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2899RE: [neoplatonism] Re: Odysseus in the myth of Er

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  • Russ Kinter
    Dec 6, 2009
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      Hi Les,
      You wrote:
      >Do you know of any literature that contains that information?
      No, it’s entirely my own findings based on studying wire models with
      color-coded strings and 3D computer models
      for entirely too long.
      That’s why I prefaced the message with “I believe”, because I could be
      The following meager links are strictly amateur hour studies and perhaps
      off-topic if not viewed in the spirit of Pythagoras or rather


      Interactive 3D VRML models that require a VRML browser or plug-in:



      Each of the thirteen models has a set of controls to move, revolve, hide

      Russ Kinter


      From: neoplatonism@yahoogroups.com [mailto:neoplatonism@yahoogroups.com] On
      Behalf Of leslie greenhill
      Sent: Sunday, December 06, 2009 6:30 PM
      To: neoplatonism@yahoogroups.com
      Subject: Re: [neoplatonism] Re: Odysseus in the myth of Er

      Thanks for that Russ. Do you know of any literature that contains that
      Note, too, that a yard contains 36 inches.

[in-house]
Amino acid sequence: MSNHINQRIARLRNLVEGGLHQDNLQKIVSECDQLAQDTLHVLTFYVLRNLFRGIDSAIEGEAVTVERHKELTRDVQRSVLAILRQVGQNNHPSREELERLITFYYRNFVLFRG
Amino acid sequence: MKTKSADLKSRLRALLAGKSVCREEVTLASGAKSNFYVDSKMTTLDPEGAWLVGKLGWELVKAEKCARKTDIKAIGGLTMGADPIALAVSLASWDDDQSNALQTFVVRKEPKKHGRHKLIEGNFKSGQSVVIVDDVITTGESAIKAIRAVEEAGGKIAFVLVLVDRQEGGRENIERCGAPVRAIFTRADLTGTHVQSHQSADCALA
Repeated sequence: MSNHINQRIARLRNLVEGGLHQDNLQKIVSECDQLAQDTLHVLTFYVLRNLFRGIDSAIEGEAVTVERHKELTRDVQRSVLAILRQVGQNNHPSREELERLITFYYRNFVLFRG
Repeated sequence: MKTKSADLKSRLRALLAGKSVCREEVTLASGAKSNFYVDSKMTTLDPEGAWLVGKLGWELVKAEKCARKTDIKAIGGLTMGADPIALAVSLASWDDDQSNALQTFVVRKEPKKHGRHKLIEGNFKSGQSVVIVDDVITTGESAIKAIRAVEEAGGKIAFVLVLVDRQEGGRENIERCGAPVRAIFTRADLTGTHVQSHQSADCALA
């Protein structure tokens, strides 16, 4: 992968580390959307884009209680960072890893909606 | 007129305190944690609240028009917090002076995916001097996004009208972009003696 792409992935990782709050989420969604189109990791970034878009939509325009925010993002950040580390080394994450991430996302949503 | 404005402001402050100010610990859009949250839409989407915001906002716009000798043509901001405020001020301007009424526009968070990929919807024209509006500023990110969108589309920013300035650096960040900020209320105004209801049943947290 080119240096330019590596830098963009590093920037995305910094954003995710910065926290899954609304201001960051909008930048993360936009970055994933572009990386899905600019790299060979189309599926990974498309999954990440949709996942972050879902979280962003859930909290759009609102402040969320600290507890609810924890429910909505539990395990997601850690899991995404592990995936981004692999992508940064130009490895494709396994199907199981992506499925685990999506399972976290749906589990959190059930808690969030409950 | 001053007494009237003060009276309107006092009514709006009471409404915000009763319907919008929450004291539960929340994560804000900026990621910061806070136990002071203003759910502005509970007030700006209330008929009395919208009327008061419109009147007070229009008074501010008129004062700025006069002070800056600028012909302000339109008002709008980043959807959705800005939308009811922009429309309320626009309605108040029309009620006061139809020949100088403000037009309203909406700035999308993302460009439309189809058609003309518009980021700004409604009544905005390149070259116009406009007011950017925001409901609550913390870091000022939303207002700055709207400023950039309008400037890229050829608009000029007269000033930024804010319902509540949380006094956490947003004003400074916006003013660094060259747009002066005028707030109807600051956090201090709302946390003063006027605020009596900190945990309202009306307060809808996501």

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      Email: neoplatonist2000@ <mailto:neoplatonist2000%40yahoo.com> yahoo.com

      --- On Sun, 6/12/09, pyth7 <pyth7@verizon. <mailto:pyth7%40verizon.net> net>

      From: pyth7 <pyth7@verizon. <mailto:pyth7%40verizon.net> net>
      Subject: [neoplatonism] Re: Odysseus in the myth of Er
      To: neoplatonism@ <mailto:neoplatonism%40yahoogroups.com> yahoogroups.com
      Received: Sunday, 6 December, 2009, 11:34 AM

      --- In neoplatonism@ yahoogroups. com, leslie greenhill <neoplatonist2000@
      ...> wrote:
      > Thirty-six, too, is interesting. It's six squared. Plutarch >wrote >that
      the Pythagoreans thought the number 36 represented the
      > LesÂ

      I believe there are only thirty-six ways that all twenty vertexes of a
      dodecahedron (or faces of an icosahedraon if you like) can be sequentially
      connected so that each vertex/face is crossed only once.
      These can be subdivided into eighteen left and right-handed opposites, which
      can then be subclassed into six variations of one basic sequence and twelve
      other distinct sequences.

      Russ Kinter

      Win 1 of 4 Sony home entertainment packs thanks to Yahoo!7.
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